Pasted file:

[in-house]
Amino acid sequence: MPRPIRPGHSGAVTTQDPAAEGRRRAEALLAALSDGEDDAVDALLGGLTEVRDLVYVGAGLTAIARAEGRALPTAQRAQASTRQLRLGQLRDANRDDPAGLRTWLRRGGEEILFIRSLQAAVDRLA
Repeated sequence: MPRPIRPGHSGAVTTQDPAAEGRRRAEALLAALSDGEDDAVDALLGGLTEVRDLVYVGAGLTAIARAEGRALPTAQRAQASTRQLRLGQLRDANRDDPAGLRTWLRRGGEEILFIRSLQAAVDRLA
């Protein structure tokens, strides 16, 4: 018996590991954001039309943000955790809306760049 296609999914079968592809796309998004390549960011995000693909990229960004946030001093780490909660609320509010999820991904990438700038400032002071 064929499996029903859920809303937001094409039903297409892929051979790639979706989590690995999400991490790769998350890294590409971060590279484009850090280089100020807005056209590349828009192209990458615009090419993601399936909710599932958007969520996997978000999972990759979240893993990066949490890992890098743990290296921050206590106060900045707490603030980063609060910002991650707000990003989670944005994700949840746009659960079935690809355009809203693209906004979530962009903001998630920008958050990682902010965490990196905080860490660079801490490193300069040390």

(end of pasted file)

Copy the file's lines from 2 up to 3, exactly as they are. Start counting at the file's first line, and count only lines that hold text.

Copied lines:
Amino acid sequence: MPRPIRPGHSGAVTTQDPAAEGRRRAEALLAALSDGEDDAVDALLGGLTEVRDLVYVGAGLTAIARAEGRALPTAQRAQASTRQLRLGQLRDANRDDPAGLRTWLRRGGEEILFIRSLQAAVDRLA
Repeated sequence: MPRPIRPGHSGAVTTQDPAAEGRRRAEALLAALSDGEDDAVDALLGGLTEVRDLVYVGAGLTAIARAEGRALPTAQRAQASTRQLRLGQLRDANRDDPAGLRTWLRRGGEEILFIRSLQAAVDRLA